The largest-ever North Atlantic salmon egg-planting scheme in Iceland has just rolled out its next stage in -10°C conditions in the Selma River, with the aim of boosting fish stocks.
The Strengur conservation programme – one of many in the country – aims to seed around one million eggs from native fish each year in the higher reaches of rivers that salmon have been unable to reach in the past. This will open up new habitat and food resources to improve growth and survival rates in the critical early stages of life.
Extending the spawning areas and nursery grounds through new salmon ladders is also progressing as an important part of long-term plans to help Iceland’s fish thrive. These are moving forward with the help of investment from British chemical engineer and financier Sir Jim Ratcliffe and Strengur Angling Club.
Gisli Ásgeirsson, CEO of Strengur Angling Club, said, “Teams from Hafrannsóknarstofnun and Sela have shown real dedication to salmon conservation, working in -10 degrees centigrade to start the programme.
“This work is so important to help extend the spawning grounds of North Atlantic salmon in northeast Iceland, which is part of our wider conservation programme across the region. Working closely with the farmers and the local communities, we can build something sustainable and environmentally sound, that is a benefit to the local ecology and community, as well as maintaining this area as a world class fishing destination.”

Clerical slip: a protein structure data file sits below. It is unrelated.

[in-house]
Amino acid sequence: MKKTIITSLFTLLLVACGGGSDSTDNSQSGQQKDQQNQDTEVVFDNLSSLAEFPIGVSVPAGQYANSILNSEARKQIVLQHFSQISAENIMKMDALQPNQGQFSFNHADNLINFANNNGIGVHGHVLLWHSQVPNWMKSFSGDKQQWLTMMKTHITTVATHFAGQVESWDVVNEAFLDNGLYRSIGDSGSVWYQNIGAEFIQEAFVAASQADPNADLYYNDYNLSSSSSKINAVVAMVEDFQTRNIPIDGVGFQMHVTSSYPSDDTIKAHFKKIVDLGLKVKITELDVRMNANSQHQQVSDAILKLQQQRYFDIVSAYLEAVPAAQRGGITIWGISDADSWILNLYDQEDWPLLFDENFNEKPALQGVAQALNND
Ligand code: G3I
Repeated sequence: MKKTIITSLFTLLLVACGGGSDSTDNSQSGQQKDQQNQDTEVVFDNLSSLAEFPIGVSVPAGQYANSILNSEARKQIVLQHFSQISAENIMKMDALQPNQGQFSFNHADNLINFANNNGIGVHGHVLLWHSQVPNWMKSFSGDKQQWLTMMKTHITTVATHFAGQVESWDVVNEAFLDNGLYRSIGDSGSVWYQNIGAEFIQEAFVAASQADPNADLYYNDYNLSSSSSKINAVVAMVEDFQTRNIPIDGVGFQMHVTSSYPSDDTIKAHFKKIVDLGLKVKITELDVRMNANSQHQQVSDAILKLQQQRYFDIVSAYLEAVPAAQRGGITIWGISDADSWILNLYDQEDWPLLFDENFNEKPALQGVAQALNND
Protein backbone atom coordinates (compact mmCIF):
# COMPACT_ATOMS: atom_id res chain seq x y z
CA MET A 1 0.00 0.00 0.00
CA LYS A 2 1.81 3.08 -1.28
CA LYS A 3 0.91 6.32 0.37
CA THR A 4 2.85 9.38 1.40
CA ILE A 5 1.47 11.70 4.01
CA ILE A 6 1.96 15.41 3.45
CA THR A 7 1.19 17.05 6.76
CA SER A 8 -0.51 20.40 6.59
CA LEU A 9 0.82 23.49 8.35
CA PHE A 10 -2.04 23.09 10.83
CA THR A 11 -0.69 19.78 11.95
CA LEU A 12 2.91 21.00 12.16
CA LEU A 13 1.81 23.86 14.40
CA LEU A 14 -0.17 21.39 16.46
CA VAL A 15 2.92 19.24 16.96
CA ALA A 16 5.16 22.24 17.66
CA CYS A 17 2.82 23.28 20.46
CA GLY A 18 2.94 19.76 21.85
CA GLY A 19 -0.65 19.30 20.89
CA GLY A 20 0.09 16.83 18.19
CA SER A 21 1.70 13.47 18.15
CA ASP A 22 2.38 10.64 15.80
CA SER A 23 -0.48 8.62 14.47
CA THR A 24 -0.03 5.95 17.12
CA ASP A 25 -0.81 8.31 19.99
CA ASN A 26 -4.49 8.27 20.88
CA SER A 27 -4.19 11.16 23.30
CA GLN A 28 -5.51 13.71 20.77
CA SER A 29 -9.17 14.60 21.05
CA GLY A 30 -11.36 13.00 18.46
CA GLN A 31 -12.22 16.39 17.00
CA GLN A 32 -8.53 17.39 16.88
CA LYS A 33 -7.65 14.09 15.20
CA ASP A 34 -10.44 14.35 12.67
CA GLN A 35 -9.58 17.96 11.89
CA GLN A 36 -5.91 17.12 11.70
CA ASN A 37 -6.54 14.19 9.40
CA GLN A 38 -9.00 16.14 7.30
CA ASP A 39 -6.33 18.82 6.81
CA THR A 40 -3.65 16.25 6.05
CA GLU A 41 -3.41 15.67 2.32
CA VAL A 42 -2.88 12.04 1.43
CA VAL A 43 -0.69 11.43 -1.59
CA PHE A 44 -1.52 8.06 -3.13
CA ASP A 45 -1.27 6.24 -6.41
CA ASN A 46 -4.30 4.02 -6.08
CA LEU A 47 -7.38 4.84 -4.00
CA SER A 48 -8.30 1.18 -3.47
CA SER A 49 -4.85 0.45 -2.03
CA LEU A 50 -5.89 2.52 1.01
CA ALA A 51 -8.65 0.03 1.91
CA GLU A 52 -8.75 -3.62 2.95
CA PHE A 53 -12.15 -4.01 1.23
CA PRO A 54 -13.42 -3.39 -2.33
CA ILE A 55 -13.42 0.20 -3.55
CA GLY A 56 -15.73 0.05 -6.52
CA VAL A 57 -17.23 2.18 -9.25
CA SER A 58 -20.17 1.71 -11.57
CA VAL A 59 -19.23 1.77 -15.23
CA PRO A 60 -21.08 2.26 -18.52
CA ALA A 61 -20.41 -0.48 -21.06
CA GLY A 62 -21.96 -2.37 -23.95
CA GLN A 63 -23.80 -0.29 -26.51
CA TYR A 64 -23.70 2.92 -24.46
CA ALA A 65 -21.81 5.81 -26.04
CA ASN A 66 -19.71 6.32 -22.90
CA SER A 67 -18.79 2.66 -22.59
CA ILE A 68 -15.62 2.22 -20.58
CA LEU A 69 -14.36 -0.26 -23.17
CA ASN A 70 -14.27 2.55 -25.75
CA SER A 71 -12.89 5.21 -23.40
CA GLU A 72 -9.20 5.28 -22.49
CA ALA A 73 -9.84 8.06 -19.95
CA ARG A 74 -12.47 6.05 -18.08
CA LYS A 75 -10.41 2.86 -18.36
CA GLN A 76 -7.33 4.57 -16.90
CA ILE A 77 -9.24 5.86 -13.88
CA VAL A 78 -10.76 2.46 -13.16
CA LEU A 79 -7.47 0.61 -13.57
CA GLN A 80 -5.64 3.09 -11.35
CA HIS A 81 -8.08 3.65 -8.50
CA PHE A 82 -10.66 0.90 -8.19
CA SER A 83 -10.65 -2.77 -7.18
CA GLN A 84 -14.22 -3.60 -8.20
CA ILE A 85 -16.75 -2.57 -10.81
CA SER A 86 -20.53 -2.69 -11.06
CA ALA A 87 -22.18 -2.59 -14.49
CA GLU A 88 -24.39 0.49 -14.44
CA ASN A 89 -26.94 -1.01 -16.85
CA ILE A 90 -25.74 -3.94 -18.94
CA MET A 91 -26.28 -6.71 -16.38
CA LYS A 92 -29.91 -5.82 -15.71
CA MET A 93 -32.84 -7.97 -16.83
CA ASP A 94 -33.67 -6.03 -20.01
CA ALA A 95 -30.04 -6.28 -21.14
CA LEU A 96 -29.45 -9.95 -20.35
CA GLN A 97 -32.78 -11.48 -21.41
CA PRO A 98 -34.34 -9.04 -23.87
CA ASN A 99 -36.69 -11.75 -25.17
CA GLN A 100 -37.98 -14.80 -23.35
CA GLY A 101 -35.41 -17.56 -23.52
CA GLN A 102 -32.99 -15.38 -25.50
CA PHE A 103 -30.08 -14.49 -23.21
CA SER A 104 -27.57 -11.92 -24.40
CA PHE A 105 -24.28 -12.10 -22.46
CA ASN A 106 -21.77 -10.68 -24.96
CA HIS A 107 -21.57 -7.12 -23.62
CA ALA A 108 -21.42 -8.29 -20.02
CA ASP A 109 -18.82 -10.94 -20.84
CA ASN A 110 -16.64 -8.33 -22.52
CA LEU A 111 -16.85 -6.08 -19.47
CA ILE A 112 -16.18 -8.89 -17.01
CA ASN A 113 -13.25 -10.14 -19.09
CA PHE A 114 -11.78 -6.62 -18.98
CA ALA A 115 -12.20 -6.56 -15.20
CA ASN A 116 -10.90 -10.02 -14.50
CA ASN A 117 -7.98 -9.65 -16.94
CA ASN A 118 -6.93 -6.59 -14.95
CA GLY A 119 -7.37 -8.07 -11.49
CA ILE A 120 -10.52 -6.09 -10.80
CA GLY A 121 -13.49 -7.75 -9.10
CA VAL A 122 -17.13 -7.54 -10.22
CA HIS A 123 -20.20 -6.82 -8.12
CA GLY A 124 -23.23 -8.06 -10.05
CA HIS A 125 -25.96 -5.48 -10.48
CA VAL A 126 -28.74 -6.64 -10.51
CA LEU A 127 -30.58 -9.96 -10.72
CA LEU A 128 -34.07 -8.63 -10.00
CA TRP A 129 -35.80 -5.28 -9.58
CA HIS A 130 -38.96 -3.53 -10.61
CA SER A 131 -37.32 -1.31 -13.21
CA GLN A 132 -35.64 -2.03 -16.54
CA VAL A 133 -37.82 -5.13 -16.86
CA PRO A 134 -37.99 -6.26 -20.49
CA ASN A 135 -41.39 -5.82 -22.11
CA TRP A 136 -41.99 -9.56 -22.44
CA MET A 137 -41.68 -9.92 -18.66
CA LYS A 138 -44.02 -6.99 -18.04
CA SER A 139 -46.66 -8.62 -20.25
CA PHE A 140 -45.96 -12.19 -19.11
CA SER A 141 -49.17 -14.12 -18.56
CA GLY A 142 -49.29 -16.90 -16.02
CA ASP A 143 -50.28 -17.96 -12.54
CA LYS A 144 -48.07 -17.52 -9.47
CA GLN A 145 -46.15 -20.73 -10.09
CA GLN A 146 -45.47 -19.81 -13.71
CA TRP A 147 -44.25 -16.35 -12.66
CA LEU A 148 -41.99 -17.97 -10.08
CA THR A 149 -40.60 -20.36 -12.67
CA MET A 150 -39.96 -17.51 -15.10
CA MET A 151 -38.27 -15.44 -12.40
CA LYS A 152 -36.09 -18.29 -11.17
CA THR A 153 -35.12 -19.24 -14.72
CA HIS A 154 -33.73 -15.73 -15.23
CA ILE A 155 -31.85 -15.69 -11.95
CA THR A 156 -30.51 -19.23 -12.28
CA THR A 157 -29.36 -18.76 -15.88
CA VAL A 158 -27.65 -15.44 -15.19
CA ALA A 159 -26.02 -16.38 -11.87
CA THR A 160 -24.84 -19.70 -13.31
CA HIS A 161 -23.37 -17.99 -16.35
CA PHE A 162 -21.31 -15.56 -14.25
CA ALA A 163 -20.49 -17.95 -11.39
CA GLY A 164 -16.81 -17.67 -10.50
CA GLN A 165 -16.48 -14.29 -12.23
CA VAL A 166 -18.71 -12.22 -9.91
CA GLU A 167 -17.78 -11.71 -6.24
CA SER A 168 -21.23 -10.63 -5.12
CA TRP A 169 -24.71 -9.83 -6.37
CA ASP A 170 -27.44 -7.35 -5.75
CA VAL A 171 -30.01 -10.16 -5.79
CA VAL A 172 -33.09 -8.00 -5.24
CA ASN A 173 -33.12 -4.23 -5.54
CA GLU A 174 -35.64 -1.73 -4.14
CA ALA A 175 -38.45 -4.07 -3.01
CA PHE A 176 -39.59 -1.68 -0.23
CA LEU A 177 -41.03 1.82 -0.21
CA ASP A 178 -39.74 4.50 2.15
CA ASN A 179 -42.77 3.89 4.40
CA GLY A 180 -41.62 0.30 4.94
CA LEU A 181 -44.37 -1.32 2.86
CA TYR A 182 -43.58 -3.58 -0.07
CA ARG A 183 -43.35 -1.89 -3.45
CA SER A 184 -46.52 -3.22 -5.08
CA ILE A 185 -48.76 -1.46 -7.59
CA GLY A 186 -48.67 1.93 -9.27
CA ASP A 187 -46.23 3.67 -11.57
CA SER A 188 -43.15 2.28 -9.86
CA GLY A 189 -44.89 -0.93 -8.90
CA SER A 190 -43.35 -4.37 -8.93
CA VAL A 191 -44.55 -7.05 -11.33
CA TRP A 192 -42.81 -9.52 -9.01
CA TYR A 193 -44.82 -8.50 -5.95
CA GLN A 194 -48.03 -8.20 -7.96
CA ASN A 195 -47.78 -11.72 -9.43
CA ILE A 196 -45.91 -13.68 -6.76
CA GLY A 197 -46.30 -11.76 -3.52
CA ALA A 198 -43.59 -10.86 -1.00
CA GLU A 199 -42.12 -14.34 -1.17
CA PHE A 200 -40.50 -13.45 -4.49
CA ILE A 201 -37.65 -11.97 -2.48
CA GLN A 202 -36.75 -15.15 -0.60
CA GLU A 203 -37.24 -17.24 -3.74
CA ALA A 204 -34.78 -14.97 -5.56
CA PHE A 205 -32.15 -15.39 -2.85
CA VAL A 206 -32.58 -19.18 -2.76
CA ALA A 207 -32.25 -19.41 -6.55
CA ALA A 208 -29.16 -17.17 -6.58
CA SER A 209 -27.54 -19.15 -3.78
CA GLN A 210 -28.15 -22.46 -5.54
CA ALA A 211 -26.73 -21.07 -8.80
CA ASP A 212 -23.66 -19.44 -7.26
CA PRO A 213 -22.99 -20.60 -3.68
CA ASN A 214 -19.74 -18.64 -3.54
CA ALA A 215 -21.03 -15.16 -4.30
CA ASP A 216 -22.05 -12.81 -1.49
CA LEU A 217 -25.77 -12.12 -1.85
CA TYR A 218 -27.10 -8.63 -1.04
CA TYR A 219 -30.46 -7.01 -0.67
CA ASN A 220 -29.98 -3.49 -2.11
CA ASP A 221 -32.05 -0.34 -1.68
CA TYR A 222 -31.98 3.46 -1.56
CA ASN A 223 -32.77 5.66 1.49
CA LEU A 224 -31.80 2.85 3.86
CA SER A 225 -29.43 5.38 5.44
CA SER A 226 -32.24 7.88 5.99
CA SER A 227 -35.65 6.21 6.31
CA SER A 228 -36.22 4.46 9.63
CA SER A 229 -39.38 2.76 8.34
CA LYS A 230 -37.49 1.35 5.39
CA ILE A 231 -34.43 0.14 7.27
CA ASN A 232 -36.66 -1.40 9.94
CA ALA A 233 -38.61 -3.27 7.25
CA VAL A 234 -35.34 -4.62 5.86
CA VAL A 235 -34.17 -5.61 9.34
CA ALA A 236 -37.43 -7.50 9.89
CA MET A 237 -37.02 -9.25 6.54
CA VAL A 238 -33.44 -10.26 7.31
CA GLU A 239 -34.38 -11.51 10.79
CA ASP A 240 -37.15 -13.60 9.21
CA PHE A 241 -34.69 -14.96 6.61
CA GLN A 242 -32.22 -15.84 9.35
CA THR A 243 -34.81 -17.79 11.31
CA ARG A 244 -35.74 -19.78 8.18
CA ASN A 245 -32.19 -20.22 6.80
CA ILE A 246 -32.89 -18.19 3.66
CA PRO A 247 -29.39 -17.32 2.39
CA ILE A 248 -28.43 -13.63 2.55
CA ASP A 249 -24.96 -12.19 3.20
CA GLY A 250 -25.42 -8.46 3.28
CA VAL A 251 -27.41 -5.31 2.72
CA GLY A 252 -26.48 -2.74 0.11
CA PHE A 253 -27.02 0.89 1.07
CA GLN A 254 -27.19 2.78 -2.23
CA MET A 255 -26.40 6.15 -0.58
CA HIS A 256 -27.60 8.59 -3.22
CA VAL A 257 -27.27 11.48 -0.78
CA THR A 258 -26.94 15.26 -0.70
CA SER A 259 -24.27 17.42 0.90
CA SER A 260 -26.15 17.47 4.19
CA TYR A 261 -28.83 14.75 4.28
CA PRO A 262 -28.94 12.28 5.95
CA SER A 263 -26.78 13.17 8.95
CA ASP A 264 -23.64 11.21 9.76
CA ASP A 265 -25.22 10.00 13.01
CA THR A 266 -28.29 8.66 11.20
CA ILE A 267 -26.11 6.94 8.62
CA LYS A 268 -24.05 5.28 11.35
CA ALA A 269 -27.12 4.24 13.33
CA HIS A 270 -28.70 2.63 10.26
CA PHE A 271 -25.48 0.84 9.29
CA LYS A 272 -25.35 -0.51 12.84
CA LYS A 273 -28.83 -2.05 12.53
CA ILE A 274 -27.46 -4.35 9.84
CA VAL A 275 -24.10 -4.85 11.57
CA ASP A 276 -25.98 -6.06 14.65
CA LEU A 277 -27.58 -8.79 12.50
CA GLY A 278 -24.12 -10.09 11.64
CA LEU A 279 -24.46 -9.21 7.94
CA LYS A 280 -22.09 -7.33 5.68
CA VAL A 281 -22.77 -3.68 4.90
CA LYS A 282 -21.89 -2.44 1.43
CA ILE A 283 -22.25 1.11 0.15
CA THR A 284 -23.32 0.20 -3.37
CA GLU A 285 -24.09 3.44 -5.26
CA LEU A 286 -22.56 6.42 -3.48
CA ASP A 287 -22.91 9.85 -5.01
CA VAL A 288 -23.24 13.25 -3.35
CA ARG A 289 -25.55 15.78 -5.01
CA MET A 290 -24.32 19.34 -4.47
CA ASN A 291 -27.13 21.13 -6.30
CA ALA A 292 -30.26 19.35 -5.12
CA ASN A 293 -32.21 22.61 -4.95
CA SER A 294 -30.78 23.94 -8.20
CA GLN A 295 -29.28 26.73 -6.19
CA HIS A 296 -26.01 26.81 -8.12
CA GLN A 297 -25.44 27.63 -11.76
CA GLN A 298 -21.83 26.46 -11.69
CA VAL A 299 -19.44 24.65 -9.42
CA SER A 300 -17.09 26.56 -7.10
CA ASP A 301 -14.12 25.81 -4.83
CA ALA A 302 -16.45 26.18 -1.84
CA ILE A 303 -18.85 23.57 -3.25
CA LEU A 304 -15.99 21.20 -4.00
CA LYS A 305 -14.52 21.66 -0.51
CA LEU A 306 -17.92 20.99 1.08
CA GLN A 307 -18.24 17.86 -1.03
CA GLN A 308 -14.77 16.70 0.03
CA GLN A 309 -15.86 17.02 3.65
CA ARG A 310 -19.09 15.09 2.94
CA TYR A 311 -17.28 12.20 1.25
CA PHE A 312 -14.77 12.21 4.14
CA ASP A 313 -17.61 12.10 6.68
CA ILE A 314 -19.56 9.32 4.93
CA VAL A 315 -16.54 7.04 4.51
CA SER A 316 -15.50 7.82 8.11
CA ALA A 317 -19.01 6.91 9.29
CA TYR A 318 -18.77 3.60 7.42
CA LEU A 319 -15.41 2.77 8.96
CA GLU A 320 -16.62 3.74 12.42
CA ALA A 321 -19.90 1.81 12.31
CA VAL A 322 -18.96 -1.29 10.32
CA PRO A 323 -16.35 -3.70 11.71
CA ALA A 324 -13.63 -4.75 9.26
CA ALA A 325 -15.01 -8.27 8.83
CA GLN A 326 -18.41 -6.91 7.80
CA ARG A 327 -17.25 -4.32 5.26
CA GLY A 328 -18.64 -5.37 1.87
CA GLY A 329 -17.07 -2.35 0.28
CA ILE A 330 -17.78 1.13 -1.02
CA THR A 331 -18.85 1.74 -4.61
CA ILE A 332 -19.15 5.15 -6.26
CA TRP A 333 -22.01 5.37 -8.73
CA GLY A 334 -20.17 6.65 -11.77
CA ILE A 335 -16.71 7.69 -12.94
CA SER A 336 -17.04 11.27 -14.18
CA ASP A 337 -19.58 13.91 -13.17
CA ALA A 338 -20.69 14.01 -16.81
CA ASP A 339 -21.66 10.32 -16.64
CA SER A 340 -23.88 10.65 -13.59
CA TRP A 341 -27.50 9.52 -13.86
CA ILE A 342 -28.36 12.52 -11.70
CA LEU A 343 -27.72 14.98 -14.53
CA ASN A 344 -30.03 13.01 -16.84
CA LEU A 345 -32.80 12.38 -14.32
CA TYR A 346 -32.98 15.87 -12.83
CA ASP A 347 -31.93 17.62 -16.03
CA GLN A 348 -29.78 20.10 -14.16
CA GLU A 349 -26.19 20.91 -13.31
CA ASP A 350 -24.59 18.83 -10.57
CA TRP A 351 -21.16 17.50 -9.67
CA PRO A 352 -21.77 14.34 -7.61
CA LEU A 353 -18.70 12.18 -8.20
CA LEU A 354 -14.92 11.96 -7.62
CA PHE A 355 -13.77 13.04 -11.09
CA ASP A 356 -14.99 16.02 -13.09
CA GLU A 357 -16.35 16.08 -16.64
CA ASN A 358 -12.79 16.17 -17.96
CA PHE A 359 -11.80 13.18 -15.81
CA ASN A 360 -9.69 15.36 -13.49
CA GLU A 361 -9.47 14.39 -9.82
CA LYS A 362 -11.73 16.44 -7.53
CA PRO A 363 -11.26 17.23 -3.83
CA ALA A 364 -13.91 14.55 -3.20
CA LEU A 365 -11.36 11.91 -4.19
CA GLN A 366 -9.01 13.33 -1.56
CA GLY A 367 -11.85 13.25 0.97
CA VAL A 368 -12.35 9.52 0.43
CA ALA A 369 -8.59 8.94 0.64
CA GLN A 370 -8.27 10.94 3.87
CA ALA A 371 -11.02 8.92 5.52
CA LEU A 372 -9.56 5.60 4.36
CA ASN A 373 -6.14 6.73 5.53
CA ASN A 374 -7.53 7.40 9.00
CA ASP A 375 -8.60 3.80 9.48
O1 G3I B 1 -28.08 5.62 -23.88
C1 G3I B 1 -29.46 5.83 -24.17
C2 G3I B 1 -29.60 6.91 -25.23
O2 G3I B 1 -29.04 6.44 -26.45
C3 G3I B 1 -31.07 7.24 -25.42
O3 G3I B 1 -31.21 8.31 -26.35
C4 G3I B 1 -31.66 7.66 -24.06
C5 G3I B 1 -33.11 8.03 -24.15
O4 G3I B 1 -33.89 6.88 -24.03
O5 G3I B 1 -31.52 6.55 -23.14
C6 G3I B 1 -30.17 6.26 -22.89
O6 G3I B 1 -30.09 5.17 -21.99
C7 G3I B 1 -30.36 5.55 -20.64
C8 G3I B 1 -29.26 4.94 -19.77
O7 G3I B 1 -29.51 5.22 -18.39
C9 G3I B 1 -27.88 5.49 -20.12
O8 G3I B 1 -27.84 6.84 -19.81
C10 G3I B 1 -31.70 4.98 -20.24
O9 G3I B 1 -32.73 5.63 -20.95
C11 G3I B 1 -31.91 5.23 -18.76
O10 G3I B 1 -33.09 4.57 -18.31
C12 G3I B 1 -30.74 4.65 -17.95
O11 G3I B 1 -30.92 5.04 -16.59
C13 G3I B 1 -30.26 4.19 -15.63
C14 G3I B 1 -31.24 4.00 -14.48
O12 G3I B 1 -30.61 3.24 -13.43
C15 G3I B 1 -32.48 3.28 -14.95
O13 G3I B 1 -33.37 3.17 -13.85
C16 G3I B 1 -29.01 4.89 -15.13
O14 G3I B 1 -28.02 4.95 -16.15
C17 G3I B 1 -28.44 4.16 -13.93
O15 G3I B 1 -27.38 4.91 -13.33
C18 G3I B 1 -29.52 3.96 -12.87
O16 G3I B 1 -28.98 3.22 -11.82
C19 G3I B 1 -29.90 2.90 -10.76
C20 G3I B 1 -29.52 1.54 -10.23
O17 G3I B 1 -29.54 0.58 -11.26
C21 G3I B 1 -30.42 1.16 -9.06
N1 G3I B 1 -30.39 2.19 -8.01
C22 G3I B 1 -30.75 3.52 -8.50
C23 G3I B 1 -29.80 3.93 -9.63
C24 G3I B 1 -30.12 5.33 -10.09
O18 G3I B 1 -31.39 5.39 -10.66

In this round, eggs were planted in Kverká, Hvammsá, Miðfjarðará, Vesturdalsá and Selá, while genetic and scale samples were gathered from the parent fish that were then released. These areas will be revisited next summer after the eggs have hatched and the results measured.
In addition to direct contribution from Sir Jim, all profits from Strengur are now being re-invested back into salmon conservation there to protect these pristine rivers, extending the spawning grounds and protecting the local habitat.
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